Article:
Moynak – once a thriving town (Uzbekistan)

From a tourist point of view there is nothing much to do in Moynak, however the town is home to one of the most catastrophic environmental disasters of the 20th century. Moynak is situated in the north of Uzbekistan about 200 kilometers from Nukus. It was once a thriving fishing port on the banks of the Aral Sea. A picture at the museum from days gone by.

The Aral Sea was once the 4th largest inland sea in the world. The name Aral translates to “Sea of Islands” and derives from the fact that the sea was scattered with more than 1500 islands.  In the 1950’s the size of the sea was 68 thousand square kilometers with an average depth of 16 meters. It provided the town of Moynak with its livelihood, not only in terms of fishing but also.with a large fish packing factory where much of the town was employed. A picture from the museum from when the factory was in full production.

The fishing boats which once left for the days catch stand rusted in what was once the banks of the sea.

The factory tried to keep going but was forced to close in the early 2000’s. Its fate is plain to see.

Today the Aral Sea, due to the former Soviet Union policies of diverting water to grow cotton, has receded almost 200 kilometers from the town. This has not only brought about a drastic change in local weather conditions, but because of the use of pesticides used to grow the cotton, has brought diseases.. The town which once had a population of  tens of thousands has now been reduced to several thousand of mostly children and elderly people.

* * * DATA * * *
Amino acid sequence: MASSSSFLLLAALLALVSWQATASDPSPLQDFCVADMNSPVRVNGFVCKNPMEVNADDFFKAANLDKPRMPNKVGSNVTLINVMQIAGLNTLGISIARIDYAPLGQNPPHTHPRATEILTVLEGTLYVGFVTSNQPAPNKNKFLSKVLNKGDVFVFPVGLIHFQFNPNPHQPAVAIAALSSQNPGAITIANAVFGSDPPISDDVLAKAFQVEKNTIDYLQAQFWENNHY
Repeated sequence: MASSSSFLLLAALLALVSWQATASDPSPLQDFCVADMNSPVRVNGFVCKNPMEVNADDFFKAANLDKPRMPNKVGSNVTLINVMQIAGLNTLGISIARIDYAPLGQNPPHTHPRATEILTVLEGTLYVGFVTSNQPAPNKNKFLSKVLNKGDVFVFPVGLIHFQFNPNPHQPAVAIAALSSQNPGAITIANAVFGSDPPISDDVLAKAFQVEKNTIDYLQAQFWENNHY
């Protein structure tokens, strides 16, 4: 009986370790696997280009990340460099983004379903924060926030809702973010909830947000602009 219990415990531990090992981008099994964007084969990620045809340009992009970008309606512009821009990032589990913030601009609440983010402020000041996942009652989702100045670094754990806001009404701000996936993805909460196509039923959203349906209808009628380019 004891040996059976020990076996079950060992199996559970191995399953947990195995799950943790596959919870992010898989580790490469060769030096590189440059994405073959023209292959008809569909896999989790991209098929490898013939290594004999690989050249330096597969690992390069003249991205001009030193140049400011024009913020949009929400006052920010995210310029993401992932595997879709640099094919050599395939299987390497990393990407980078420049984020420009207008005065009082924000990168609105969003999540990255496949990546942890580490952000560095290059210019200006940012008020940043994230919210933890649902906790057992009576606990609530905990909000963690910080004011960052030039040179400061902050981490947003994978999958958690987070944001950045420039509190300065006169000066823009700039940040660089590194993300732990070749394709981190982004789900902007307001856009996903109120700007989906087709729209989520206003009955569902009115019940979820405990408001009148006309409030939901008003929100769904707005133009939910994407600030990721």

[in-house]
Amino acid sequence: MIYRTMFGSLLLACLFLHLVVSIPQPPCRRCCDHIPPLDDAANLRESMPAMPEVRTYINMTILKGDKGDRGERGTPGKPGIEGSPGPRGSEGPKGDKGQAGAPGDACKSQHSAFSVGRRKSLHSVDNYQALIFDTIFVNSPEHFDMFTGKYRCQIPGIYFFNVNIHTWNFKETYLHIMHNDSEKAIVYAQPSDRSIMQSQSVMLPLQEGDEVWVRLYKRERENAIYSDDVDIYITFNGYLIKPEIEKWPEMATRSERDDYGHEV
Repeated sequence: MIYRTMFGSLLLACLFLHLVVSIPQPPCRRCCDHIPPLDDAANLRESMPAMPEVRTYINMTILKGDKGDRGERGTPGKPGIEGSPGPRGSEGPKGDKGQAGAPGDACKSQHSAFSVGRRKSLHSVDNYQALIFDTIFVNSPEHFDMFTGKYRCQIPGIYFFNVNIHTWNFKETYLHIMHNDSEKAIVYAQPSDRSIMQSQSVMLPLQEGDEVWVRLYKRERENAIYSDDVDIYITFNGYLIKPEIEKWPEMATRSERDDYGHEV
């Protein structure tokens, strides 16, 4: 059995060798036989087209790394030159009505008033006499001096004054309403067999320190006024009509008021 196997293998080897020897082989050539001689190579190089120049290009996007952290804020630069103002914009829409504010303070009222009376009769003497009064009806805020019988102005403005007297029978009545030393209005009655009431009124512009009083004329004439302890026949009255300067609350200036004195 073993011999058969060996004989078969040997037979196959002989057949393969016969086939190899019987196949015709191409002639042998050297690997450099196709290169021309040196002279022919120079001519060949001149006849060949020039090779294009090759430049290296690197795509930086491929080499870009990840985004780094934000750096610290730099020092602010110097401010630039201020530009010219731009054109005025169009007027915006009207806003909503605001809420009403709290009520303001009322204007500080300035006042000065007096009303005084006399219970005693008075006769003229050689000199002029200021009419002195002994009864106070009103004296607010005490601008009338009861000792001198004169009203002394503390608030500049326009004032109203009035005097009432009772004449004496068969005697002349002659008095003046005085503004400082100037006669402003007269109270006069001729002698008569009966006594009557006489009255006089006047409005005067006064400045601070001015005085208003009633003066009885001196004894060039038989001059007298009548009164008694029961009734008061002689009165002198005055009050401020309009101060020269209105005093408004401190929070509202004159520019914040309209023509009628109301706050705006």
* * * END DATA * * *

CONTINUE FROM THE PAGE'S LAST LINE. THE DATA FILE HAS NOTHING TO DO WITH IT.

Anyone able bodied has had to seek work elsewhere.  The town has one very long and rather sad main street where you will find a monument of what a fishing boat once looked like. . You can also visit a small museum

There are no hotels to speak off, although you may be able to find a homestay. People don’t come here to see the town. They come here to understand what happened to it and the devastating effect it had on this once thriving town. Most people come here on an organized day trip from Nukus. I paid $150 (shared with another lady I found at my hotel the night before) arranged for me by the Igor Savitsky Museum in Nukus. This will include an English speaking guide and a driver. Despite the tragedy it was one of the highlights of my trip to Uzbekistan.